Further, the mixture of monosaccharide and polysaccharide, oligosaccharide and polysaccharide, and monosaccharide, oligosaccharide and polysaccharide have the following merits: (1) The frailness of monosaccharide and oligosaccharide and the mixture thereof due to their high crystallinity is compensated by the polymeric properties of polysaccharide. (2) Said mixtures necessarily containing a polysaccharide, when heated above the melting points of monosaccharide, oligosaccharide and mixtures thereof, are melted and turned into a syrup-like viscous substance even in the absence of water, and such viscous substance can be solidified by cooling, this process being reversible.
The present invention has been completed on the basis of said findings.
The monosaccharides usable in the present invention are represented by the general formula: Cn H2n On (n=3 to 10) and classified into triose, tetrose, pentose, hexose, heptose, octose, nonose and decose according to the number of n. Glucose and fructose are typical examples for hexose. They are admitted to be used as an injection medicine and no problem on safety arises when dissolved in blood in a blood vessel. Thus, they are recommended for use as most preferred monosaccharides in the present invention.
The monosaccharide derivatives, for example, saccharic acids such as gluconic acid formed by oxidizing glucose and sugar alcohols such as D-sorbitol and D-mannitol formed by reducing glucose, and xylitol formed by reducing xylose, etc., are also included in the scope of the monosaccharide in the present invention. Especially D-sorbitol, D-mannitol and xylitol are preferable for use in the present invention as they are stable even when melted by heating, cause no browning reaction peculiar to the sugars and are pharmacologically accepted as a component of injection medicines.
Oligosaccharides are divided into di- to decasaccharides according to the molecular number of monosaccharides produced from hydrolysis. Disaccharides such as maltose, lactose and sucrose and trisaccharides such as raffinose and melezitose are used as a food component and can be cited as preferred oligosaccharides with high safety for use in the present invention.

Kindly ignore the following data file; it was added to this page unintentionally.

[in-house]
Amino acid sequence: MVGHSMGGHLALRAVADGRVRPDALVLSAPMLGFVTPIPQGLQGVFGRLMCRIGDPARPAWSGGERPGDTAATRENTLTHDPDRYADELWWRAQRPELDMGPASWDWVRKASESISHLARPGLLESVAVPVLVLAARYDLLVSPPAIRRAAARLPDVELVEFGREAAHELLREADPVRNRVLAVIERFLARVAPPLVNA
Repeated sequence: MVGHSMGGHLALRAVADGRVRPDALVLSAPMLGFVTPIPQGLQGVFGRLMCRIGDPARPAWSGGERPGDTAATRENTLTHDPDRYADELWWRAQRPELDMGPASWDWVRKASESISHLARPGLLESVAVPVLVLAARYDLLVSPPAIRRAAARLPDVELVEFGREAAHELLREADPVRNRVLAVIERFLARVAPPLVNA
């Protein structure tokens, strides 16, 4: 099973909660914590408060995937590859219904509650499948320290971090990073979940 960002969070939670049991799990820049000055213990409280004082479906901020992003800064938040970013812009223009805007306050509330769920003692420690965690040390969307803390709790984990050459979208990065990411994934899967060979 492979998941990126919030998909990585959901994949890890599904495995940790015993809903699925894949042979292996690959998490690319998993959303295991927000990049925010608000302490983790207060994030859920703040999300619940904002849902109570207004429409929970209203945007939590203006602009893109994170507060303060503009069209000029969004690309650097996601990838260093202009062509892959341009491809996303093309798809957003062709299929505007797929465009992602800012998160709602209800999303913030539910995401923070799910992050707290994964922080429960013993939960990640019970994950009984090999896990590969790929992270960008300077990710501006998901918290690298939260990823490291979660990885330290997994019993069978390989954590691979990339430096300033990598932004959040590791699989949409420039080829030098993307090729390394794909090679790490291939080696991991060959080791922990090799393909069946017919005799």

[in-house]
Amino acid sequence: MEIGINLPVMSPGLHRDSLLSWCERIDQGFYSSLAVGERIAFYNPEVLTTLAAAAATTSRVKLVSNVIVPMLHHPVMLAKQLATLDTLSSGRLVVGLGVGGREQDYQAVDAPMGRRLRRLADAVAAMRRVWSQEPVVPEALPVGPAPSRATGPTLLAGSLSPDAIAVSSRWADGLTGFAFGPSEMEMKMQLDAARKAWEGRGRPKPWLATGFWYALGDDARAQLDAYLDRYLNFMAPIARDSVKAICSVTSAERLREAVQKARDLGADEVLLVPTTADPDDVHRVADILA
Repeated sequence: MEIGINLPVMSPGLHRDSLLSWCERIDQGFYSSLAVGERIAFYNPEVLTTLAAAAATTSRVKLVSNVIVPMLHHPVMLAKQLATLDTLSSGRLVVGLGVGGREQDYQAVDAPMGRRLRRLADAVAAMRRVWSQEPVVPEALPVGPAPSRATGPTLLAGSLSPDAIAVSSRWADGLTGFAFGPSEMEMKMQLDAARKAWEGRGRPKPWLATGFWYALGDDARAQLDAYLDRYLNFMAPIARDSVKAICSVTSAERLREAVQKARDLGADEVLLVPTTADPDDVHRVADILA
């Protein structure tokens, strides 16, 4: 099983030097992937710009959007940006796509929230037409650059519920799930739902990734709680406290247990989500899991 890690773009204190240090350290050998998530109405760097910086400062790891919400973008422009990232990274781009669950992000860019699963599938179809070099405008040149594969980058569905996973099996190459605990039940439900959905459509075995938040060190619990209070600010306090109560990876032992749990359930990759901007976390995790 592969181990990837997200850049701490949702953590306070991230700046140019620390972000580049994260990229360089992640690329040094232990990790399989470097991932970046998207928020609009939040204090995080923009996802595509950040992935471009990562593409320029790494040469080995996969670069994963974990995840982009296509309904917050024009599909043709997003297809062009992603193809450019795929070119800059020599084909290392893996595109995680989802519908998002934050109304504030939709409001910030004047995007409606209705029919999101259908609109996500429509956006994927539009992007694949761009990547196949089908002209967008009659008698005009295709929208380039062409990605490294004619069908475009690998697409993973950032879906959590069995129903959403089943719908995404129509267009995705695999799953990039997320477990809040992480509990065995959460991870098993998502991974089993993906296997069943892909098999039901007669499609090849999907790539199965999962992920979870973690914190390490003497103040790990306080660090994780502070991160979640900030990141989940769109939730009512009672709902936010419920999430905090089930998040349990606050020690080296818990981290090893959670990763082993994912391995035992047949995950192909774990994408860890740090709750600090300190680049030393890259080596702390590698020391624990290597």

Polysaccharides usable in the present invention are the nutritive polysaccharides such as starch, glycogen, dextran, pullulan, inulin, etc., and their derivatives such as hydroxyethyl starch. Among them, hydroxyethyl starch and dextran are commonly used as a blood bulking agent and preferred for use in the present invention as they are very high in safety when used as a support for blood vessels.
In case of using a mixture of two or more of monosaccharides, oligosaccharides and polysaccharides, their mixing ratio depends on shape, size and region of use of the support and is not restricted in the present invention.
For example, in the case of a mixture of a monosaccharide and a polysaccharide, the greater mixing ratio of the monosaccharide shows a tendency to lower the viscosity of the molten mixture and, consequently, the shaped product obtained therefrom becomes more hard and frail, while the solubility in body fluid increases. Therefore, the mixing ratios of the materials may be properly selected according to other conditions such as thickness, shape and size of the support to be made and the region of use thereof.
For producing the support, in case of using a monosaccharide, an oligosaccharide or a mixture thereof as a starting material, since these saccharides can be melted by heating as mentioned above, there can be used the same techniques as generally employed for producing glass tubes or glass plates from molten glass, or may be molded into a desired shape such as tube, semicylinder, plate, etc.
In the case of using polysaccharides or polyvinyl pyrrolidone as the starting material, desired molding can be accomplished by forming a syrup-like substance with water, followed by casting and drying, or by coagulating such a syrup-like substance in a non-aqueous solvent.
In the case of using a mixture of monosaccharide and polysaccharides, oligosaccharide and polysaccharides, or monosaccharide, oligosaccharide and polysaccharides as the starting material, since such mixture can be melted and turned into a syrup-like viscous substance when heated above the melting points of said monosaccharide and oligosaccharides or mixture thereof even in the absence of water, there can be used the same techniques as employed for producing glass tubes or glass plates from molten glass, or casting method.
In any case, molding can be repeated by melting the once formed support by heating and re-molding it, and the support of a desired shape and size can be easily produced.
The support molded from said materials without using water is usually hard and frail, so that care is needed for handling and storage thereof. For the purpose of reinforcement, a substance assured for high safety and having a plasticizing effect, such as water, may be previously added in the material or may be left in the support when dried. If necessary, various kinds of pharmaceutical compounds may be also added similarly to said plasticizing substance.
For retarding dissolution of the support in body fluid, a substance which is sparingly soluble in water and causes no ill effect to the living body when mixed in body fluid may be blended in the support in the course of its molding or coated on the surface thereof.